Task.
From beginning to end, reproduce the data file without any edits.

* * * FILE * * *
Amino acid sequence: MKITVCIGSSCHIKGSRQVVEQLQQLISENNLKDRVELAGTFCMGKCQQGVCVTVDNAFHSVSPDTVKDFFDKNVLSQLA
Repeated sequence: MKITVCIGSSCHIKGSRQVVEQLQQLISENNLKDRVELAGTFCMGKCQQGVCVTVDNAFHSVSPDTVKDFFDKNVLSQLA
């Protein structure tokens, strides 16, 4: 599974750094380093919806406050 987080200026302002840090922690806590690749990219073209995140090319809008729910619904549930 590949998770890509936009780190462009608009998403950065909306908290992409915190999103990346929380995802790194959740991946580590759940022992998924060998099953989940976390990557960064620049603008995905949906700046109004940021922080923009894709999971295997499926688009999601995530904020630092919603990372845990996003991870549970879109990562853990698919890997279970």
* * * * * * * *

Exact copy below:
Amino acid sequence: MKITVCIGSSCHIKGSRQVVEQLQQLISENNLKDRVELAGTFCMGKCQQGVCVTVDNAFHSVSPDTVKDFFDKNVLSQLA
Repeated sequence: MKITVCIGSSCHIKGSRQVVEQLQQLISENNLKDRVELAGTFCMGKCQQGVCVTVDNAFHSVSPDTVKDFFDKNVLSQLA
């Protein structure tokens, strides 16, 4: 599974750094380093919806406050 987080200026302002840090922690806590690749990219073209995140090319809008729910619904549930 590949998770890509936009780190462009608009998403950065909306908290992409915190999103990346929380995802790194959740991946580590759940022992998924060998099953989940976390990557960064620049603008995905949906700046109004940021922080923009894709999971295997499926688009999601995530904020630092919603990372845990996003991870549970879109990562853990698919890997279970």